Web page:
What is a Community?
In the context of the collapse of communism in Western Europe, several philosophers—notably Maurice Blanchot and Jean-Luc Nancy—have striven to rethink the notion of “common”. Drawing on Marguerite Duras’s novel The Malady of Death, they argue that a community always escapes all attempts to grasp it, since death is the only thing we truly have in common. Perreau shows that disavowing one’s sense of belonging is a luxury that minorities cannot afford. Building on Didier Eribon’s work, he suggests that “community” is not a constantly receding horizon but a critical return to an experienced event. Perreau offers new insights on writers—such as Rachid O., Nina Bouraoui, or Édouard Louis—whose work questions their own trajectories across cultural and social borders.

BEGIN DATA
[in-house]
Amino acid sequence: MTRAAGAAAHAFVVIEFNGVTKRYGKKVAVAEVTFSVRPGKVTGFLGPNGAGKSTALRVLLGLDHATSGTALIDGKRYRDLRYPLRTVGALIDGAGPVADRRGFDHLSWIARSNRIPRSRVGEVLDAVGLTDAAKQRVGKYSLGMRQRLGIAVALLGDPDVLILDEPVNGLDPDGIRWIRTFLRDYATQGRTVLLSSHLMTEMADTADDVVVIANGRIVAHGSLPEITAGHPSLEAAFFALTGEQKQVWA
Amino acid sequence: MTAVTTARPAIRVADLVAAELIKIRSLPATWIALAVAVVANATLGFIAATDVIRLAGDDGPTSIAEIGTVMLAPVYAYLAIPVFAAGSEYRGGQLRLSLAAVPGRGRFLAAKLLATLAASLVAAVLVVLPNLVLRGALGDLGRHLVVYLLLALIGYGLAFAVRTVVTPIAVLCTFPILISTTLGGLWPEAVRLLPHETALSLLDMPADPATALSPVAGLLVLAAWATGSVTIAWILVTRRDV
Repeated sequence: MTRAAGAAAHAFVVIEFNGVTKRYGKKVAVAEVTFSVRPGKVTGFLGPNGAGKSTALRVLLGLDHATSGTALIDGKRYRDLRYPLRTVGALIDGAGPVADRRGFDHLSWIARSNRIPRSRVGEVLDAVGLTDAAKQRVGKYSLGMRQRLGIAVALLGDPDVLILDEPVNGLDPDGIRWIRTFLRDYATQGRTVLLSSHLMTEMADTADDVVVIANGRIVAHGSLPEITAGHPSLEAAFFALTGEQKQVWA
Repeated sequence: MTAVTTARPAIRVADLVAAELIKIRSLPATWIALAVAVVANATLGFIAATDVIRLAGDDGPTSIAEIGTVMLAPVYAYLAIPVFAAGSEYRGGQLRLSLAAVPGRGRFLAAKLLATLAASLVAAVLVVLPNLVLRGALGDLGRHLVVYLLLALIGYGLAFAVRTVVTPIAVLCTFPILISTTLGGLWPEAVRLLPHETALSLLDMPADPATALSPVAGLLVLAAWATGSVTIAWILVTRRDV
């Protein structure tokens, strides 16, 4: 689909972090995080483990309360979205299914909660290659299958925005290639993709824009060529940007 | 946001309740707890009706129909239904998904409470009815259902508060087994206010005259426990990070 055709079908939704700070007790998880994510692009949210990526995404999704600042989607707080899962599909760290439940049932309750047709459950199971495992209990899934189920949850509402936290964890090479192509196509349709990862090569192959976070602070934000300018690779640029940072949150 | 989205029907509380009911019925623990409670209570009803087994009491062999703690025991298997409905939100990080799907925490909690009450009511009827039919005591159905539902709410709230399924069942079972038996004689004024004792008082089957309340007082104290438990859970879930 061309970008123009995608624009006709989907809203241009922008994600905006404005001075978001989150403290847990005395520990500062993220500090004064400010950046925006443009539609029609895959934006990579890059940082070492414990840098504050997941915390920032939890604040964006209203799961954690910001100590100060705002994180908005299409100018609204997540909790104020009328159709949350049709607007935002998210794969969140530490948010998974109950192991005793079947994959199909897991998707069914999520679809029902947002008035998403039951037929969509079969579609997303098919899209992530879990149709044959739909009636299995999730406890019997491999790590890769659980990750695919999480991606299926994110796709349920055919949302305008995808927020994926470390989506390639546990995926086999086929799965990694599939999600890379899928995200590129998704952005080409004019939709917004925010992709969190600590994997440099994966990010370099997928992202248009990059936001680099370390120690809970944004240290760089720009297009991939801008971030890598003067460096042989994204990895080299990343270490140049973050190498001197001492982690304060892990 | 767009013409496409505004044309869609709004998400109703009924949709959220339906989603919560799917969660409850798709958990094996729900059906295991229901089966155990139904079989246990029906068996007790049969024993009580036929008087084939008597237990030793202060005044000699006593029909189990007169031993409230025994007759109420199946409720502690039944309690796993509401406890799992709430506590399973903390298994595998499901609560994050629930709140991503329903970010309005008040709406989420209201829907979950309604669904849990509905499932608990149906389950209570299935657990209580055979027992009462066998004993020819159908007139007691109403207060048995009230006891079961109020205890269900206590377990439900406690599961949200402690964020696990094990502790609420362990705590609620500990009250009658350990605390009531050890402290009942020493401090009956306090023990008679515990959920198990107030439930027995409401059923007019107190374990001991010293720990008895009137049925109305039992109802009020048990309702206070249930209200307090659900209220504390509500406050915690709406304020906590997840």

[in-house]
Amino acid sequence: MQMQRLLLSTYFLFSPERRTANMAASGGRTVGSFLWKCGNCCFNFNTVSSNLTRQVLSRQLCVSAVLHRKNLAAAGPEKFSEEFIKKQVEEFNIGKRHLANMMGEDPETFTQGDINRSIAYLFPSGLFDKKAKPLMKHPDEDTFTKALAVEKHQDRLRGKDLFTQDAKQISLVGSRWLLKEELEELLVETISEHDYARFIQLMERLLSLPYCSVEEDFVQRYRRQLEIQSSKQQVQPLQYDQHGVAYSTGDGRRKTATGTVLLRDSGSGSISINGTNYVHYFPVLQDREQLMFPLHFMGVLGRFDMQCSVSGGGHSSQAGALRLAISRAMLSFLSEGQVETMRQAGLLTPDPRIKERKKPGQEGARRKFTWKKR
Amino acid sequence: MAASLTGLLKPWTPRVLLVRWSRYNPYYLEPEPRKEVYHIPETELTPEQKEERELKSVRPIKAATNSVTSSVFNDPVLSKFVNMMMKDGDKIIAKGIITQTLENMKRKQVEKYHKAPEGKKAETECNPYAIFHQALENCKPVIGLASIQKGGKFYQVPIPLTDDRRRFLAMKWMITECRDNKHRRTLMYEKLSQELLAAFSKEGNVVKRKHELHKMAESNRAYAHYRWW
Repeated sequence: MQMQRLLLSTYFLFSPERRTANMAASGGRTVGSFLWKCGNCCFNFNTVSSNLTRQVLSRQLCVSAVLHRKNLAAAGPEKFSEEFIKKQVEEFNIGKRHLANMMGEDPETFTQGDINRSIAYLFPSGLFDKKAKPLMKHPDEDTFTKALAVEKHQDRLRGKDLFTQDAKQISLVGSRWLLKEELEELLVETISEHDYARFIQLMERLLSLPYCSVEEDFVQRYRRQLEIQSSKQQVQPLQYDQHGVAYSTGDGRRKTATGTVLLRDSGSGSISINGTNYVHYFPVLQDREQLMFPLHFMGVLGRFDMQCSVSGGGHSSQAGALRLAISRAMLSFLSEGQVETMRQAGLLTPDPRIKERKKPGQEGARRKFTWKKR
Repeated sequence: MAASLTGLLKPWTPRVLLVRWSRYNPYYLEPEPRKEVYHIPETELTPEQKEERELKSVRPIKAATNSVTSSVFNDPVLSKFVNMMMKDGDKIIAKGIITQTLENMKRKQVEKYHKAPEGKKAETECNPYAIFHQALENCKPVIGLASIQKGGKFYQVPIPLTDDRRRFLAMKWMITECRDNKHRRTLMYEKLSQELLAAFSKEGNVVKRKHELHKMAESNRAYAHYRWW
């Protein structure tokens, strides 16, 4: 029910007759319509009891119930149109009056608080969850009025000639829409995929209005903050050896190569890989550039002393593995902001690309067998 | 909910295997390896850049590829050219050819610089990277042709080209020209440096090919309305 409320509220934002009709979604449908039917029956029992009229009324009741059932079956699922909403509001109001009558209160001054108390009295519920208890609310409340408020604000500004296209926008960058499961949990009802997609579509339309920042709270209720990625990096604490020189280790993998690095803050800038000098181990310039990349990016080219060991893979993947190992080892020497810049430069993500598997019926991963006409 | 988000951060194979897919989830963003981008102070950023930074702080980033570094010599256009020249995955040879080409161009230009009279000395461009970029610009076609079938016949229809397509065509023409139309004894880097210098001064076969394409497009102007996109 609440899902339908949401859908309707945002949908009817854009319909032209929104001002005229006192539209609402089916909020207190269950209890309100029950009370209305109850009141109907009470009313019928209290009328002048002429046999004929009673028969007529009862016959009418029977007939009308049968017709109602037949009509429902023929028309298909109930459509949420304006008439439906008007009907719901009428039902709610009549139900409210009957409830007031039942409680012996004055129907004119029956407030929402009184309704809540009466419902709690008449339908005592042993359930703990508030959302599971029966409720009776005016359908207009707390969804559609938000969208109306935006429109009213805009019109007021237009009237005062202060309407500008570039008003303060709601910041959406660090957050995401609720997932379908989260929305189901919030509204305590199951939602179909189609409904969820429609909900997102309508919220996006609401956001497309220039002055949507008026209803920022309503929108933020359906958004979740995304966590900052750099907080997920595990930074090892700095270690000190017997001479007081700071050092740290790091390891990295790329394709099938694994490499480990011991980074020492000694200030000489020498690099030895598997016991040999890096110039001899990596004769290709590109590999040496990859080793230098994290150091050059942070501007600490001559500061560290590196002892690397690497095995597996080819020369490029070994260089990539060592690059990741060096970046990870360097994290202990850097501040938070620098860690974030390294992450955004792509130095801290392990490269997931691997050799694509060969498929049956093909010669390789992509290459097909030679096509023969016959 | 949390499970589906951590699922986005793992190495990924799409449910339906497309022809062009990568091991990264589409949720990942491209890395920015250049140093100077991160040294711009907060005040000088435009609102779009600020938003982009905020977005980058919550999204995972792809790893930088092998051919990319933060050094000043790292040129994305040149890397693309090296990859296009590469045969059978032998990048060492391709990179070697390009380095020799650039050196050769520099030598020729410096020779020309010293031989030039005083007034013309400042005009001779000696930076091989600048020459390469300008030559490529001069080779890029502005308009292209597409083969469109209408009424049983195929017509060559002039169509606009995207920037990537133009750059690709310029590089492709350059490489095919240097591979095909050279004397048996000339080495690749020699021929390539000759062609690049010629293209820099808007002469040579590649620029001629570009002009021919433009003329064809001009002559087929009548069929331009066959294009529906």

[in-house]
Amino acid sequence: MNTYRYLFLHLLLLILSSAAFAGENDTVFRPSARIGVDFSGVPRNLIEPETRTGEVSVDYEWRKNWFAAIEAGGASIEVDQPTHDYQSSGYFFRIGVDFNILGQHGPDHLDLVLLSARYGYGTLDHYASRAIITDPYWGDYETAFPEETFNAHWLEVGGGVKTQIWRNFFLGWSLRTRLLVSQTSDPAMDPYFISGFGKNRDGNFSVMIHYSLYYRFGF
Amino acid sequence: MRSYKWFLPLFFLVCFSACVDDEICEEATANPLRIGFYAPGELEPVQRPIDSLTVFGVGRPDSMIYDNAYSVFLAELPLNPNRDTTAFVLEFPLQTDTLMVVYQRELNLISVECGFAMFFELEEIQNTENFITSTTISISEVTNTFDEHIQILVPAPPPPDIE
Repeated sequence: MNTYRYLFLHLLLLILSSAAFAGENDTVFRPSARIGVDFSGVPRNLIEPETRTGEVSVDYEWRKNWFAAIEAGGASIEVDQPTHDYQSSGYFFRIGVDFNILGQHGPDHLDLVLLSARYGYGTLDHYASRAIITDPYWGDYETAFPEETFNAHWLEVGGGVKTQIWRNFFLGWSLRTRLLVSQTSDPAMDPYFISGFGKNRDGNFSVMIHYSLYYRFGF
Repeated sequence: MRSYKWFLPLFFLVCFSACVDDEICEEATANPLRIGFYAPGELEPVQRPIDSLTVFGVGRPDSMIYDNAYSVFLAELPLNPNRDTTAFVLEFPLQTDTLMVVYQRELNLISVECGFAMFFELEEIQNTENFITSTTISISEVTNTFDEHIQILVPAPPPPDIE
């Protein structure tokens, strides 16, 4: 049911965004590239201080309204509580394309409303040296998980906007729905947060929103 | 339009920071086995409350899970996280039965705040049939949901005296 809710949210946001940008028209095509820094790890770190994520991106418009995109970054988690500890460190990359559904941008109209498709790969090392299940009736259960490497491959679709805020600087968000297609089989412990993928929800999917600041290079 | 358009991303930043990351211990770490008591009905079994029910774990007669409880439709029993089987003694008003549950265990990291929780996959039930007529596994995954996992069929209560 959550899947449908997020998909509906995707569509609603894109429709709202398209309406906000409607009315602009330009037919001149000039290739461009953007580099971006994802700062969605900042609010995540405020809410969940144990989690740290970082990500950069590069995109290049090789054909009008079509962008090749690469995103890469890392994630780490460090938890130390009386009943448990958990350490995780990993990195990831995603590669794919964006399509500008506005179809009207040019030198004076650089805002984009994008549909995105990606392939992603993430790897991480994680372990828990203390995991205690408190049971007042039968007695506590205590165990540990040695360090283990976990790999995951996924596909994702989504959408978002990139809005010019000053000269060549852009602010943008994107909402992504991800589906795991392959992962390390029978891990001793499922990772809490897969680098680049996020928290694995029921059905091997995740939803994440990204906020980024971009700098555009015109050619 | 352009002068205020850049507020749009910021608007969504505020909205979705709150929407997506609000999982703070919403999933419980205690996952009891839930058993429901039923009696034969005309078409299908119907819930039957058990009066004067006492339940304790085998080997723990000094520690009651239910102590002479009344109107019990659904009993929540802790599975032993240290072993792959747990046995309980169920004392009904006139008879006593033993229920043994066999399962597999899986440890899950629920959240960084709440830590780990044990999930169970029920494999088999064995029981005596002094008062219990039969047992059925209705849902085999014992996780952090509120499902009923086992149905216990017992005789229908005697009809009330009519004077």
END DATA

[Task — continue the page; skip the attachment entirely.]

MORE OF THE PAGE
- “L’ombre de la loi. Blanchot, Duras, Foucault,” Multitudes (France), 44, 2011, pp. 95-98.
- “Rachid O.’s Inner Exile. Homosexuality and Postcolonial Textuality.” in Edith B. Vandervoort (ed.), Masculinities in Twentieth- and Twenty-first Century French and Francophone Literature, Cambridge Scholars Publishing, 2011, pp. 155-172.
- Charles Fourier ou l’analyse sérielle du genre” in Tania Angeloff, Michel Lallement, Jacqueline Laufer, Élénonore Lépinard, Pascale Molinier (eds.), “Épistémologies du genre,” special issue of Marché du Travail et Genre, 2006, pp. 31-38.